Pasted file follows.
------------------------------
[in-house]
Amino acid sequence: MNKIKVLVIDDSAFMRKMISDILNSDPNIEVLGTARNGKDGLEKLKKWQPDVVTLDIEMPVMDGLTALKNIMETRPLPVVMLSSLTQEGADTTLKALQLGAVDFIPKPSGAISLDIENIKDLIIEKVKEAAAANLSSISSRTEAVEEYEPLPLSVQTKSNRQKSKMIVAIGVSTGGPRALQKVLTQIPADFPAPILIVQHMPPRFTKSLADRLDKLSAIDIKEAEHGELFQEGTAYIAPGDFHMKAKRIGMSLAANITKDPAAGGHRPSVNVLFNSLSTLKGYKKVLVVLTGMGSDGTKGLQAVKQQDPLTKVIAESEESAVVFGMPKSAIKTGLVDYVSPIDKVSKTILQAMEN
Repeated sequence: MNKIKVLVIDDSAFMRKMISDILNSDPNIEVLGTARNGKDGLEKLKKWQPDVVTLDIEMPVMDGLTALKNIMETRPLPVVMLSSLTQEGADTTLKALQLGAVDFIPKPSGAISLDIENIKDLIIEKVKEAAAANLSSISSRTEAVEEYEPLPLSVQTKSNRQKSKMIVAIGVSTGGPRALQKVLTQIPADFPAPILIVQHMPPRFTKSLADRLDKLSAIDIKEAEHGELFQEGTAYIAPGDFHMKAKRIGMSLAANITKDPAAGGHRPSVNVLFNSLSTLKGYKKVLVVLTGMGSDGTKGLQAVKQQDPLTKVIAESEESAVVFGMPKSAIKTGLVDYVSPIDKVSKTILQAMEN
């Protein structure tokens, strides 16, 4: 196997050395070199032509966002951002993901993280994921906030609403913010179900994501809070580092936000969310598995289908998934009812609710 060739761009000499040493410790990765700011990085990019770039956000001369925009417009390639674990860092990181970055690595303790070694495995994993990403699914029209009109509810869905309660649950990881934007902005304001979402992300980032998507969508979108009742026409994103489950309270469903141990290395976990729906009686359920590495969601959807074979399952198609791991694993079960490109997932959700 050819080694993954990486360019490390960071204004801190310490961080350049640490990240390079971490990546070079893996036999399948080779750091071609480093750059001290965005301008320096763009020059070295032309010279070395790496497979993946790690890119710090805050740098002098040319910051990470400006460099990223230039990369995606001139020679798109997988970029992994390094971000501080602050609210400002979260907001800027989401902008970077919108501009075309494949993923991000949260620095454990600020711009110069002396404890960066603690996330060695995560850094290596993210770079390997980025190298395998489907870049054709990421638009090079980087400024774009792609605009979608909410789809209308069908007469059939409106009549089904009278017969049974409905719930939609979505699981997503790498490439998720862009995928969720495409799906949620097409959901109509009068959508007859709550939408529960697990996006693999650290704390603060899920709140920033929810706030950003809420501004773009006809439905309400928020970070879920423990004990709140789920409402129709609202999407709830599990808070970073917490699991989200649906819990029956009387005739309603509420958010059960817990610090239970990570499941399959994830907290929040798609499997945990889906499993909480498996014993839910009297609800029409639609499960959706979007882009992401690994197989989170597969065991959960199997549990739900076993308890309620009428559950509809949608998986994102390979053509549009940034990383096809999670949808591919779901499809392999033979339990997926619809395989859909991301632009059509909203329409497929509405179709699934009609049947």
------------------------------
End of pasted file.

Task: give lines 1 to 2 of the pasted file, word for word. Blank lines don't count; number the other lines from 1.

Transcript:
[in-house]
Amino acid sequence: MNKIKVLVIDDSAFMRKMISDILNSDPNIEVLGTARNGKDGLEKLKKWQPDVVTLDIEMPVMDGLTALKNIMETRPLPVVMLSSLTQEGADTTLKALQLGAVDFIPKPSGAISLDIENIKDLIIEKVKEAAAANLSSISSRTEAVEEYEPLPLSVQTKSNRQKSKMIVAIGVSTGGPRALQKVLTQIPADFPAPILIVQHMPPRFTKSLADRLDKLSAIDIKEAEHGELFQEGTAYIAPGDFHMKAKRIGMSLAANITKDPAAGGHRPSVNVLFNSLSTLKGYKKVLVVLTGMGSDGTKGLQAVKQQDPLTKVIAESEESAVVFGMPKSAIKTGLVDYVSPIDKVSKTILQAMEN